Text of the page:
We have been living in the Pacific Northwest, and specifically, the Puget Sound in Western Washington, since 1980. Yes, we get a little rain here but it is the rain that keeps everything green and beautiful. I am a transplant from California and I am staying here in this beautiful green forested state!
One of the great benefits of living in this area is the seafood which is varied and abundant. Such as salmon, ling cod, halibut, crab, oysters, shrimp and clams. Just to name a few of my favorites. Salmon is at the top of the list and prepared any way, grilled, baked, roasted, fish and chips, even raw as in sushi!
We have a creek in our backyard and the salmon are running as I speak. Sometimes I can see them from my kitchen window leaping and splashing out of the water. To me, that is just another one of the great mysteries of nature that these slippery guys know how to get back to where they started. Each year we begin looking for them in mid to late November, but, they are not edible as by the time they make it up the creek this far they are pretty beat up and sad looking.
Today I am preparing salmon baked on a cedar plank. This recipe is from my Ivar’s Seafood Cookbook and if you have ever been to Seattle you probably have heard, or visited the famous Ivar’s Fish Bar near Pikes Place Market. They really do a great job with their seafood.
For centuries, natives of the Pacific Northwest roasted salmon on planks carved from the same cedars that they used for their canoes. The plank served as a cooking vessel as well as their dinner plate. The twenty-first century finds us with a good many more cooking options than the early natives but it is still fun to try the old ways occasionally
Now-days it is most common to grill your cedar plank salmon on your outdoor BBQ grill but this is Winter time and although we have been having the most beautiful sunny days for the past week it is still 27 degrees in my backyard so no outdoor grilling. I am going to use my oven.
The cedar plank needs a good soak, the longer the better so that it doesn’t char and smoke up the kitchen. I just put my cedar plank in a roasting pan with water and leave it a couple hours. Also, I weight it down with a jar of jam or something so it doesn’t float but stays covered with the water. You could also use white wine or apple cider for the soak rather than the water but I want just the flavor of the fish and the wood.
There is a sweet, smoky flavor derived from the cedar plank and it is a great technique for cooking salmon or any other meat where you want to add a woodsy taste. I am going to serve this drizzled with a lemony-dill vinaigrette with chopped hazelnuts. Enjoy!
You can purchase cedar planks just about any place they sell BBQ grill equipment but you will pay about $8 for two planks of about 5”x12”. Or…. you can go to your local lumber yard and purchase untreated cedar siding board for about $10 and cut a bunch of them yourself.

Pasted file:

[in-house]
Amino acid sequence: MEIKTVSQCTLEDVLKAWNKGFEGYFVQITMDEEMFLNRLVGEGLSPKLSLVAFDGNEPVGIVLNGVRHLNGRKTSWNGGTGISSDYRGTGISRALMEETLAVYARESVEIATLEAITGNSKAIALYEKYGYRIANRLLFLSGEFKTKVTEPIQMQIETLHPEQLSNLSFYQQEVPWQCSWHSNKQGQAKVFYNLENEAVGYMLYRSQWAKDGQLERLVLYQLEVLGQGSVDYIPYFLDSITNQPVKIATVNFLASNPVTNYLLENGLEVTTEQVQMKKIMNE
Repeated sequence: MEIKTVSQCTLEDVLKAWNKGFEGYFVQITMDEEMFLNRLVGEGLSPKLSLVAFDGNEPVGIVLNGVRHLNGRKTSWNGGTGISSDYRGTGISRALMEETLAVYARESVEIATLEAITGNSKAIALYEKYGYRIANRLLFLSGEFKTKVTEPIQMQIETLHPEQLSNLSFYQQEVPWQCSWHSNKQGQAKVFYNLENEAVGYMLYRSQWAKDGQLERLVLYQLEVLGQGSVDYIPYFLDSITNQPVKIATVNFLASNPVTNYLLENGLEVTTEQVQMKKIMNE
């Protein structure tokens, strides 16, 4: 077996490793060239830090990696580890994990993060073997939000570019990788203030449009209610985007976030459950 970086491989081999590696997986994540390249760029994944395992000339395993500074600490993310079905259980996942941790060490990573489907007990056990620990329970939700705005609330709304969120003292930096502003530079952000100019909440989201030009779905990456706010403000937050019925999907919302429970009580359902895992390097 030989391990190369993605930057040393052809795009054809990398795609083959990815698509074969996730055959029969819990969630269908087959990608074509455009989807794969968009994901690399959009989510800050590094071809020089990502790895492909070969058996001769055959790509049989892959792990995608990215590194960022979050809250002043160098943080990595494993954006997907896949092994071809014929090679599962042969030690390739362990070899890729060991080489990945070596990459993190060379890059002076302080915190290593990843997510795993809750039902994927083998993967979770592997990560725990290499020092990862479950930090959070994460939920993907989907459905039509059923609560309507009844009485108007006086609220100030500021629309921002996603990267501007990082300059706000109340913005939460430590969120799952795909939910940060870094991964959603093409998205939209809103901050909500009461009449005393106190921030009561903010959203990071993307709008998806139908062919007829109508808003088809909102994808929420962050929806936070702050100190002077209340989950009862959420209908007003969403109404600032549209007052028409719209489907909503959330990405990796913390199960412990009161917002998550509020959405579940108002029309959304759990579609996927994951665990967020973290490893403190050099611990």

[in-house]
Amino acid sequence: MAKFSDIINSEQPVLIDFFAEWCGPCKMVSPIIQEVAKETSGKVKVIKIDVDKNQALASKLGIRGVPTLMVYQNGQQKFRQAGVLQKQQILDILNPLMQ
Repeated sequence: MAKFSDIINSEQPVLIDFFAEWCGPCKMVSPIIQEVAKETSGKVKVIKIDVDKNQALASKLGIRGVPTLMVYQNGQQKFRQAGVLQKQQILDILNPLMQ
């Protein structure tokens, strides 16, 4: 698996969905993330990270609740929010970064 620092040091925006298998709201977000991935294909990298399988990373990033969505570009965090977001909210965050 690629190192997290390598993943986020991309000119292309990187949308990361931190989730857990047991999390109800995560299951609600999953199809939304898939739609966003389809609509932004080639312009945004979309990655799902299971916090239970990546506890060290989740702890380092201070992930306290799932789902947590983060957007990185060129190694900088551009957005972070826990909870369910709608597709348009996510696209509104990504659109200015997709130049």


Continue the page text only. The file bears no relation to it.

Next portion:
Cedar-Plank Sockeye Salmon with Hazelnut Vinaigrette
Yield 2 -4
Oven-baked Cedar-Plank Sockeye Salmon with a hazelnut vinaigrette is easy to prepare and delicious to eat. Seasoned with lemon and dill and served with a vinaigrette of toasted hazelnuts.
- 1 pound fresh wild-caught sockeye salmon filet with skin
- 1 tablespoon olive oil
- 1 teaspoon salmon seasoning or rub
- 1 cedar plank
- 2 tablespoons white wine vinegar
- 1 tablespoon minced shallots
- 1-1/2 teaspoon Dijon mustard
- 1-1/2 teaspoon honey
- ½ teaspoon freshly squeezed lemon juice
- 1/3 cup hazelnut oil
- ¼ cup light olive oil or avocado oil
- 1 tablespoon finely chopped toasted hazelnuts
- 1 tablespoon minced fresh dill
- Kosher salt and freshly ground black pepper
- Immerse the grilling plank in water and soak for 2 hours.
- Preheat your oven to 400 degrees.
- Put the plank into the oven to preheat for 15 minutes. Remove the plank from the oven and
- place it on a baking tray and lay the salmon, skin side down, on top. Brush the salmon with olive oil and sprinkle with the seasoning.
- Transfer the tray with the plank and fish into the oven and cook for15 to 20 minutes. Check for doneness by cutting into the thickest part of the salmon. Remove from the oven when it is firm and barely opaque all the way through (about 140°), transfer to a serving plate, drizzle with the vinaigrette and serve immediately.
- To make the vinaigrette:
- Into a food processor or blender, whirl the vinegar, shallots, mustard, honey and lemon juice until smooth. With the motor running, slowly add the oils, processing until well combined, then transfer the mixture to a small bowl. Whisk in the hazelnuts and dill. Salt and pepper to taste.
With proper care you should be able to reuse your plank several times before tossing it in the woodstove. Just scrub your plank with coarse salt, cold water and lemon juice. This will help to keep it smelling fresh. Do not use soap, as it will leave a trace of flavor.